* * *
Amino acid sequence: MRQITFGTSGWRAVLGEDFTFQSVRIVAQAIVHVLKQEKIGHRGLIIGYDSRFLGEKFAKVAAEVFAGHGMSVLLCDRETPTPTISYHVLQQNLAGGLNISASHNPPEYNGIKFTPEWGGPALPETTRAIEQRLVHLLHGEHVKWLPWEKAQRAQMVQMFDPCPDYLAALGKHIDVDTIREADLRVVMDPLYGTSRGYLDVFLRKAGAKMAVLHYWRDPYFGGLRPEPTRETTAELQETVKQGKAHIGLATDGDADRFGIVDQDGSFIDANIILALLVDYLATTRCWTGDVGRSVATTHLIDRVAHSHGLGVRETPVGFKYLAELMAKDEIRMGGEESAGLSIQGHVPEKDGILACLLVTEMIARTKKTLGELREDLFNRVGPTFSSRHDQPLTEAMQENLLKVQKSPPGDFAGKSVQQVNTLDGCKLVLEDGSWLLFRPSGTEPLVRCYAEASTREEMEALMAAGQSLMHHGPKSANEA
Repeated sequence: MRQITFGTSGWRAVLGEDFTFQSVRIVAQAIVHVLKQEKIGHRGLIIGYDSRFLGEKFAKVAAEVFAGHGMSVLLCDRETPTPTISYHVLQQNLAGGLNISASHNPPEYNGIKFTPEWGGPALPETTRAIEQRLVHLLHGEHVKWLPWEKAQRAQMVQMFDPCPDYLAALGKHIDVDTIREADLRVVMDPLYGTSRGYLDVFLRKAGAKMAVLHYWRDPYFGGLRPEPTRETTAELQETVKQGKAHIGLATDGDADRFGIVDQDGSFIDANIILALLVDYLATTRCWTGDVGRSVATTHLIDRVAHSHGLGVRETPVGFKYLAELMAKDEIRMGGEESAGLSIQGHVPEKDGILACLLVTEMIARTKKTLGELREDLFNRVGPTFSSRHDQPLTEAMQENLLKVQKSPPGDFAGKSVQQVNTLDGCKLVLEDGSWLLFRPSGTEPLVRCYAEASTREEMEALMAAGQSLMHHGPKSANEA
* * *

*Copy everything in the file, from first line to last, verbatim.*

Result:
Amino acid sequence: MRQITFGTSGWRAVLGEDFTFQSVRIVAQAIVHVLKQEKIGHRGLIIGYDSRFLGEKFAKVAAEVFAGHGMSVLLCDRETPTPTISYHVLQQNLAGGLNISASHNPPEYNGIKFTPEWGGPALPETTRAIEQRLVHLLHGEHVKWLPWEKAQRAQMVQMFDPCPDYLAALGKHIDVDTIREADLRVVMDPLYGTSRGYLDVFLRKAGAKMAVLHYWRDPYFGGLRPEPTRETTAELQETVKQGKAHIGLATDGDADRFGIVDQDGSFIDANIILALLVDYLATTRCWTGDVGRSVATTHLIDRVAHSHGLGVRETPVGFKYLAELMAKDEIRMGGEESAGLSIQGHVPEKDGILACLLVTEMIARTKKTLGELREDLFNRVGPTFSSRHDQPLTEAMQENLLKVQKSPPGDFAGKSVQQVNTLDGCKLVLEDGSWLLFRPSGTEPLVRCYAEASTREEMEALMAAGQSLMHHGPKSANEA
Repeated sequence: MRQITFGTSGWRAVLGEDFTFQSVRIVAQAIVHVLKQEKIGHRGLIIGYDSRFLGEKFAKVAAEVFAGHGMSVLLCDRETPTPTISYHVLQQNLAGGLNISASHNPPEYNGIKFTPEWGGPALPETTRAIEQRLVHLLHGEHVKWLPWEKAQRAQMVQMFDPCPDYLAALGKHIDVDTIREADLRVVMDPLYGTSRGYLDVFLRKAGAKMAVLHYWRDPYFGGLRPEPTRETTAELQETVKQGKAHIGLATDGDADRFGIVDQDGSFIDANIILALLVDYLATTRCWTGDVGRSVATTHLIDRVAHSHGLGVRETPVGFKYLAELMAKDEIRMGGEESAGLSIQGHVPEKDGILACLLVTEMIARTKKTLGELREDLFNRVGPTFSSRHDQPLTEAMQENLLKVQKSPPGDFAGKSVQQVNTLDGCKLVLEDGSWLLFRPSGTEPLVRCYAEASTREEMEALMAAGQSLMHHGPKSANEA